The Social Security Administration (SSA) uses the term “Normal Retirement Age” (NRA) to mean the age which you would receive your “Primary Insurance Amount.” And the SSA site defines Primary Insurance Amount (PIA) as the benefit you would receive at Normal Retirement Age. Sound circular? Good well then welcome to your government. Folks if you thought this would all make sense where have you been living the last 20,30.40 years?
Anyway to the point. Your normal retirement age is when you receive the benefit that follows the SSA’s formula which is explained as follows:
For an individual who first becomes eligible for old-age insurance benefits or disability insurance benefits in 2011, or who dies in 2011 before becoming eligible for benefits, his/her PIA will be the sum of:
- (a) 90 percent of the first $753 of his/her average indexed monthly earnings, plus
- (b) 32 percent of his/her average indexed monthly earnings over $753 and through $4,542, plus
- (c) 15 percent of his/her average indexed monthly earnings over $4,542.
And there you go. Taking benefits before your Normal Retirement Age – which is 67 for most of us in our pre-retirement years – or after your NRA, will result in reduced or increased PIA.
Bottom line is that social security provides a solid baseline to most Americans and from my experience, even among many middle- class retirees, this is the largest, stable income source in their “portfolio.”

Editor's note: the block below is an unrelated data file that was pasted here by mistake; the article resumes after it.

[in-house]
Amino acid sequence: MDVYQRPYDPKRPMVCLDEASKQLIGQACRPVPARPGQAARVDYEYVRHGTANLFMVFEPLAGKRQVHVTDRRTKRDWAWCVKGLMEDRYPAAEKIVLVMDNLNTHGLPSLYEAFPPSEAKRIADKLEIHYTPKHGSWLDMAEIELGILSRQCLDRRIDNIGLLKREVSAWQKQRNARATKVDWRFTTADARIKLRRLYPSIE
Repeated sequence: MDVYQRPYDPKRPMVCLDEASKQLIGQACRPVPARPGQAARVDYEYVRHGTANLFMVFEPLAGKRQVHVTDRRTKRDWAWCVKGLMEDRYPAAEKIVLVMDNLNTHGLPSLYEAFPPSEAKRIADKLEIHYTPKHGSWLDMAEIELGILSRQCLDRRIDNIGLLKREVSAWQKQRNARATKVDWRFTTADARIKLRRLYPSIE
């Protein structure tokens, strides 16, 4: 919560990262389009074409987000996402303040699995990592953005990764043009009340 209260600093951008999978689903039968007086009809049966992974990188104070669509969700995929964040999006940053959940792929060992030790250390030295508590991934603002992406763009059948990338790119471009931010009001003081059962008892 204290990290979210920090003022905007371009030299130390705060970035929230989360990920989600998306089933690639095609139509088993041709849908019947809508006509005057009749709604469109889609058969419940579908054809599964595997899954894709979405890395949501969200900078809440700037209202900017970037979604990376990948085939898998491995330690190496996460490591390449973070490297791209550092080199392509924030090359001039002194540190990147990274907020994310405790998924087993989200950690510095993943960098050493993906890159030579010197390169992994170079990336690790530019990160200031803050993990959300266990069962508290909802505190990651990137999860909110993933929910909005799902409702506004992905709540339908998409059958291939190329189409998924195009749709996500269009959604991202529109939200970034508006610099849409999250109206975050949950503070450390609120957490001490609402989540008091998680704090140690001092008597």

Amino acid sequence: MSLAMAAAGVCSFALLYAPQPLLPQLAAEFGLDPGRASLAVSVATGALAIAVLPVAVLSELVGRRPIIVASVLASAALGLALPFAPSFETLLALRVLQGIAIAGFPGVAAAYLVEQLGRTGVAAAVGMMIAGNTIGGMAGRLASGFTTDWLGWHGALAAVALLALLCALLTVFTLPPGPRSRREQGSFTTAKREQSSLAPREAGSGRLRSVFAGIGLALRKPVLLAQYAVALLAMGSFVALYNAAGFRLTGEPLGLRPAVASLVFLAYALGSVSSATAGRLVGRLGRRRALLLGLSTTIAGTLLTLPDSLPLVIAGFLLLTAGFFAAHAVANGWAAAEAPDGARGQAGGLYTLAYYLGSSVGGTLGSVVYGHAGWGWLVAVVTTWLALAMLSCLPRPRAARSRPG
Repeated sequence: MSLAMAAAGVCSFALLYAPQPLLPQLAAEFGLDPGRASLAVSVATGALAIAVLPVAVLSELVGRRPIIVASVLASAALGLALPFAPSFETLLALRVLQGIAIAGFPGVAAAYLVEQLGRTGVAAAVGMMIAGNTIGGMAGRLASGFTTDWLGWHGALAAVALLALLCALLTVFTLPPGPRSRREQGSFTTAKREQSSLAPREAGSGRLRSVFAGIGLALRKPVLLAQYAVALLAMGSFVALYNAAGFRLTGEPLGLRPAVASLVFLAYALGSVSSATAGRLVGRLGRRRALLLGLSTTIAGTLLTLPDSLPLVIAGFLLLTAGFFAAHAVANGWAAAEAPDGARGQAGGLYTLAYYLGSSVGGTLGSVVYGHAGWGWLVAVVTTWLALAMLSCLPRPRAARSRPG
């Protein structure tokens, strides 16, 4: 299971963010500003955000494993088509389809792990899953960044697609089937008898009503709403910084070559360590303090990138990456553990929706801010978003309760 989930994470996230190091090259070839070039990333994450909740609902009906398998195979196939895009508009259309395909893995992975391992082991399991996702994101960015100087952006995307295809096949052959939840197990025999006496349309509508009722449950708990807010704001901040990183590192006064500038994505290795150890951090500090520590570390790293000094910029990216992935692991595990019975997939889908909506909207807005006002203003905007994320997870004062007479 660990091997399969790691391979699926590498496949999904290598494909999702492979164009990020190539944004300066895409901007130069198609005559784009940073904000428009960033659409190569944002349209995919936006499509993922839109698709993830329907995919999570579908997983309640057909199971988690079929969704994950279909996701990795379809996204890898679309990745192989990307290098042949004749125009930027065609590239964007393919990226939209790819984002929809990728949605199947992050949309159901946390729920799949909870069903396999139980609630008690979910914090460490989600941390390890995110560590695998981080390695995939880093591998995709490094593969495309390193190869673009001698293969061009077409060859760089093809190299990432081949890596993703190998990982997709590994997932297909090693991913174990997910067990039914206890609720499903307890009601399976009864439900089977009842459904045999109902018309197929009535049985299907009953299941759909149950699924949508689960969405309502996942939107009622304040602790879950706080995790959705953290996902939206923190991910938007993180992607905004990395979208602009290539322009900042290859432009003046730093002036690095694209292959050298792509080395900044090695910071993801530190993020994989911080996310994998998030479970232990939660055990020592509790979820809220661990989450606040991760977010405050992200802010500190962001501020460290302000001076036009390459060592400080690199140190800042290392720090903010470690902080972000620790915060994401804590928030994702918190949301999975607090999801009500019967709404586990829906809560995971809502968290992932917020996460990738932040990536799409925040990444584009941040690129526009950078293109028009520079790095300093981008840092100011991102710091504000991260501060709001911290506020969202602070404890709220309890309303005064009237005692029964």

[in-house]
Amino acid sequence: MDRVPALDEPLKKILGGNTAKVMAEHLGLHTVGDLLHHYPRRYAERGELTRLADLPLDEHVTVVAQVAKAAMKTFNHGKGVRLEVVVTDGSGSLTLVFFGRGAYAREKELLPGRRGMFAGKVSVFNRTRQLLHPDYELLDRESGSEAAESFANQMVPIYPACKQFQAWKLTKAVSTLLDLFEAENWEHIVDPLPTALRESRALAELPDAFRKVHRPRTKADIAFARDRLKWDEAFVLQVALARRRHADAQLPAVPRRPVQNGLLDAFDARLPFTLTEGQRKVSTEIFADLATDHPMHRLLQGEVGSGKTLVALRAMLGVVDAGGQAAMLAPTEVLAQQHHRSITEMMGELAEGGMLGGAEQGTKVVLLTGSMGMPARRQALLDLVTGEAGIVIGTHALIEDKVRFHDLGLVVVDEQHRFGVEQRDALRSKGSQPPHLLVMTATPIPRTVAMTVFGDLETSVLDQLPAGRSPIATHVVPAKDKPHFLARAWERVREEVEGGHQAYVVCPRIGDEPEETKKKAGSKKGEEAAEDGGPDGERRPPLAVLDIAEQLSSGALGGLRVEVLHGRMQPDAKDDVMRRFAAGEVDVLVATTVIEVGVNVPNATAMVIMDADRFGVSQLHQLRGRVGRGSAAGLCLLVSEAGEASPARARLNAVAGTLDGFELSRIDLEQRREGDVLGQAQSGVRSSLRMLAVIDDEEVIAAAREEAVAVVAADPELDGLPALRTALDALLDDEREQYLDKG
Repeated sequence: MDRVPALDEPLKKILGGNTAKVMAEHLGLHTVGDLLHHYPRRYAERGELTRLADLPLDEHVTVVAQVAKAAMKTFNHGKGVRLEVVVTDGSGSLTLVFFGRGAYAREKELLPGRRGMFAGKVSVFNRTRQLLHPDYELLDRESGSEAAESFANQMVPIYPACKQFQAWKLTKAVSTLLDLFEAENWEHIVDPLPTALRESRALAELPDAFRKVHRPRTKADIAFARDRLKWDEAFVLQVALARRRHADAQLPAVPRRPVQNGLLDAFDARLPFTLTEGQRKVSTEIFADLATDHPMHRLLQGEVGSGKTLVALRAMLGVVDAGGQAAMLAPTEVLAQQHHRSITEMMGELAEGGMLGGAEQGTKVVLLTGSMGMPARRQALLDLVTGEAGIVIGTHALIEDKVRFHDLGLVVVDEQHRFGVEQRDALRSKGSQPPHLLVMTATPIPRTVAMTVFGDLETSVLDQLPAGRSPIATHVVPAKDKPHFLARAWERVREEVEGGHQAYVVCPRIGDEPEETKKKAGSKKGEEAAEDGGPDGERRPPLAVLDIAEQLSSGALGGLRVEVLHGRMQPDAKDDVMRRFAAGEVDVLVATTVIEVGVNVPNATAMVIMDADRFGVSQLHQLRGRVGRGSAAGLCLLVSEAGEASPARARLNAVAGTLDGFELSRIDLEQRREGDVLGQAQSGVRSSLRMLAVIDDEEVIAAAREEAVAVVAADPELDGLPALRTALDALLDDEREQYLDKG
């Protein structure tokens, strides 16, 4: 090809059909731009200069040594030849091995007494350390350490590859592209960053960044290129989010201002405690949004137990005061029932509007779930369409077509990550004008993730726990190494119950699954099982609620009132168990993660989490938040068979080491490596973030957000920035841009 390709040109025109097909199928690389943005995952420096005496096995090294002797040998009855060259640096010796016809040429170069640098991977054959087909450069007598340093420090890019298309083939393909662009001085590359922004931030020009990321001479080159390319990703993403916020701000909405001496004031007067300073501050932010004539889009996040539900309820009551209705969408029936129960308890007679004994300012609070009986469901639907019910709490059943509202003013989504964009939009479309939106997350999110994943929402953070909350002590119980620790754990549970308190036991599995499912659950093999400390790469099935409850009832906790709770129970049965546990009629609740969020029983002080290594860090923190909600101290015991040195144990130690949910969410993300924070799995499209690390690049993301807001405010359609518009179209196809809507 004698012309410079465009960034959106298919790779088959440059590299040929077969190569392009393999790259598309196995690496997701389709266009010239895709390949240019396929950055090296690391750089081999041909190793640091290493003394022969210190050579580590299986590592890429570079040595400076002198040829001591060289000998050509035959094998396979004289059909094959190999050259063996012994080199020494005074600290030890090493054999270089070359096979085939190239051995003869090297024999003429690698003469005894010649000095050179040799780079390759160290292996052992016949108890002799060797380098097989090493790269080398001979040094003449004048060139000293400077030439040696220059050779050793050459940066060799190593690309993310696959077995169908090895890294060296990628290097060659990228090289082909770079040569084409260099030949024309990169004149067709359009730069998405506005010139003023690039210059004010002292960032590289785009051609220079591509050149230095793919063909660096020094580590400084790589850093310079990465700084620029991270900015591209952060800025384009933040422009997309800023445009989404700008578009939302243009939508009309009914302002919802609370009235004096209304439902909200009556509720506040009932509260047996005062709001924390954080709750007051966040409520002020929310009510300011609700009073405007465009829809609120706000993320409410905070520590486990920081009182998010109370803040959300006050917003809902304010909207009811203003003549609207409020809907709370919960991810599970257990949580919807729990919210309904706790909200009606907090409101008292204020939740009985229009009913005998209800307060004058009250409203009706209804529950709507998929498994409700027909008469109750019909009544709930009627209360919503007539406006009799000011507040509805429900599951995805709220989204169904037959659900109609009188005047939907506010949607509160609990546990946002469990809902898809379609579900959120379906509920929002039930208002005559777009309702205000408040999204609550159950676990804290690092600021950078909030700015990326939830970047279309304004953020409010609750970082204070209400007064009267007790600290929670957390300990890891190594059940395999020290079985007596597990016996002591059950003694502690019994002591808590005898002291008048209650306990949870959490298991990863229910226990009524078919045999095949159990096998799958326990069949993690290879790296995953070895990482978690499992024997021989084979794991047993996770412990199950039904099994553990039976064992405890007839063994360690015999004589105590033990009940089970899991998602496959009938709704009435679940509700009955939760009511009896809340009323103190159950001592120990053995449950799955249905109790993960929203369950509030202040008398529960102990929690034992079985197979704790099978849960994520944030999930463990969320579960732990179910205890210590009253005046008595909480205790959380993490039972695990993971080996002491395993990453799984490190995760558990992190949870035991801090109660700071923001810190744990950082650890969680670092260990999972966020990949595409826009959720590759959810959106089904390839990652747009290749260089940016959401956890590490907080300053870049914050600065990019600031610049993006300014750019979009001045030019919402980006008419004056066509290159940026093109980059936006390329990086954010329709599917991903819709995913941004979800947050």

And let’s think about this for a moment. What is social security really worth to you? Allow me to explain it this way. If your PIA (the monthly check you’ll get) is $1,600/month, it may seem like only a portion of your work salary but if you wanted to create that same income stream, safely, how much would you need to have? With interest rates as low as they are now, and let’s assume since this is for all retirement (hopefully a 20 year+ period for you) that we will use 20 year safe government bond rates for our explanation, how much money would we need earning say 3%, to give up $1,600/ month? And by the way, that is $22,000/year. You would need $640,000 in the bank to give you that every month at 3%!
Of course this is a simplistic way to look at it, but I don’t see many people valuing their social security the same as they would a $640,000 pile of cash sitting in government bonds! Remember to consider this income source and how it would value as an ASSET on your balance sheet using our example above. It may make you feel richer, and that’s not a bad feeling. Feel free to visit our social security main page for more information HERE.
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